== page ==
Days/Time: Online

Session: 4-wk Ses 3

Description:

A survey of the main concepts and issues involved in the study of war in world perspective, using case studies from prehistoric times to the present.

Prerequisites and Special Comments: Prereq or concur: English 1110.xx, or permission of instructor. Not open to students with credit for 380. GE historical study and diversity global studies course. This course fulfills Global, post-1750, CPD for the history major or can fulfill a GE requirement.


History 2650- The World Since 1914

Instructor: Honchell, Stephanie

Days/Time: Online

Session: 4-wk Ses 3

Description: Global perspective on major forces that shaped the world since 1914. Provides students with factual knowledge and a critical interpretive framework for responsible global citizenship.

Prerequisites and Special Comments: English 1110.xx, or permission of instructor. GE historical study and diversity global studies course. This course fulfills Global, post-1750, PCS, CCE for the history major or can fulfill a GE requirement.


History 2700- Global Environmental History

Instructor: Harris, Jim

Days/Time:: Online

Session:  6-wk Ses 2

Description:

Prerequisites and Special Comments: This course may be taken to fulfill historical study, social science, or global studies GE requirements.  This course may be counted as Group Global, and either pre- or post-1750 for the major in history. 


History 2702: Food in World History

Instructor: Cahn, Dylan

Days/Time: Online

Session: 8-wk Ses 1

Description: Survey of the history of food and drink, diet and nutrition in a global context.

Prerequisites and Special Comments: This course may be taken to fulfill GE historical study. This course fulfills Group Global, post-1750 for the history major or it can fulfil a GE requirement


History 2800- Introduction to the Discipline of History

Instructor: Anderson, Greg

Days/Times: Online

Session: 8-wk Ses 2

Description: Investigation of the methods and analytical approaches historians use to understand the past.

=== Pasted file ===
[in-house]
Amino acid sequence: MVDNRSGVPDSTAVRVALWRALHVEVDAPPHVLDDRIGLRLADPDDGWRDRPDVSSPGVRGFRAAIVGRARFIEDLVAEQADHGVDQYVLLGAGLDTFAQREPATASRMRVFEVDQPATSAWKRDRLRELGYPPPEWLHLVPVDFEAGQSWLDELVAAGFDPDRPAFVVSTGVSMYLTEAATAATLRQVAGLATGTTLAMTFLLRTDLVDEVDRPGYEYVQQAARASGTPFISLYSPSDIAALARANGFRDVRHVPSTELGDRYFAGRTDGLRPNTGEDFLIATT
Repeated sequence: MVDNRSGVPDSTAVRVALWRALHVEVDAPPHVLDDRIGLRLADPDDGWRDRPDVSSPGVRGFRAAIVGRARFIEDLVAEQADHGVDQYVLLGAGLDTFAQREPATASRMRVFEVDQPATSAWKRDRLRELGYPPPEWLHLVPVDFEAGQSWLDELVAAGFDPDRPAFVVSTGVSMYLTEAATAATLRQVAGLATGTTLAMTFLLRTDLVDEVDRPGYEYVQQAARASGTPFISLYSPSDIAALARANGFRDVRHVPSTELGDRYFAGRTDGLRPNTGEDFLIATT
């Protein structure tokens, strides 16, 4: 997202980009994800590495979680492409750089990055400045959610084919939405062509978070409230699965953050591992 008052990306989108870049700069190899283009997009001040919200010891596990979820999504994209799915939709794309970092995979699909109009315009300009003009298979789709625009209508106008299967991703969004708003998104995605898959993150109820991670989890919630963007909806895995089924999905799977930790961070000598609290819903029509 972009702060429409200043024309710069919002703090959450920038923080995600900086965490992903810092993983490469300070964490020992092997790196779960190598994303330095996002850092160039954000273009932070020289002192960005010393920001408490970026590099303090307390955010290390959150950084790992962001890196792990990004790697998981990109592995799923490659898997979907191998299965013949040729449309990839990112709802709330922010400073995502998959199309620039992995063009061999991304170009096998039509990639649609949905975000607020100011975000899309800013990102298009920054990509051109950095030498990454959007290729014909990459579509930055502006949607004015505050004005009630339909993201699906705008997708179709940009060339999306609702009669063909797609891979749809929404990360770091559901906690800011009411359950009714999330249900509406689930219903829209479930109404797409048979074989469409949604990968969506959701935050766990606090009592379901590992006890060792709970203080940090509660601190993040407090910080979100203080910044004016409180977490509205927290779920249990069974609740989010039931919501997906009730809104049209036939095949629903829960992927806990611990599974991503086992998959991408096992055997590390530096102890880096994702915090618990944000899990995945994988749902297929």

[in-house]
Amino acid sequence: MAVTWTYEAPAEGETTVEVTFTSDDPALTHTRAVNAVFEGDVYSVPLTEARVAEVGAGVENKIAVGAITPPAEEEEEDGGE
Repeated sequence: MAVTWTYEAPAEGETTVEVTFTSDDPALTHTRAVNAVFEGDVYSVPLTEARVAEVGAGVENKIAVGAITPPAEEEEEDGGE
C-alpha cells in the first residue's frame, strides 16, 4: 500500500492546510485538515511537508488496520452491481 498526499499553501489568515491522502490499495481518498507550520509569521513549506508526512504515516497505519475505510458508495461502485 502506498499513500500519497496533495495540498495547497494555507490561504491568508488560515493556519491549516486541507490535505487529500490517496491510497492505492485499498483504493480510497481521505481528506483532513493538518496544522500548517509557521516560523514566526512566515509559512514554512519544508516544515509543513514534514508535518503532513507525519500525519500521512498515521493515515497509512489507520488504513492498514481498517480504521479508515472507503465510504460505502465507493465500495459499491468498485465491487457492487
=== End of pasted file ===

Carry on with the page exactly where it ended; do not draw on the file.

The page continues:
Prerequisites and Special Comments: Prereq: English 1110.xx, or permission of instructor. Not open to students with credit for 564. GE historical study and diversity soc div in the US course.


History 3014- Gilded Age to Progressive Era, 1877-1920

Instructor: Haydar, Maysan  

Days/Times: Online

Session: 4-wk Ses 3

Description: Advanced study of U.S. social, political, cultural, foreign policy history from 1877-1920: Industrialization; immigration; urbanization; populism; Spanish-American War; progressivism; WWI.

Prerequisites and Special Comments: Prereq: English 1110.xx, or permission of instructor. Not open to students with credit for 564. GE historical study and diversity soc div in the US course.


History 3030- History of Ohio

Instructor: Coil, William  

Days/Time: Online

Session: 8-wk Ses 2

Description: This course will survey the economic, social, and political development of the geographic area that became Ohio from the Native American period to the present. We will explore three themes in particular:  the role of disruptive technology and creative destruction in shaping Ohio’s past; the critical junctures at which Ohio might have become something entirely different from what it became; Ohio’s connection to the wider world through geography, technology, demography, economics, and politics.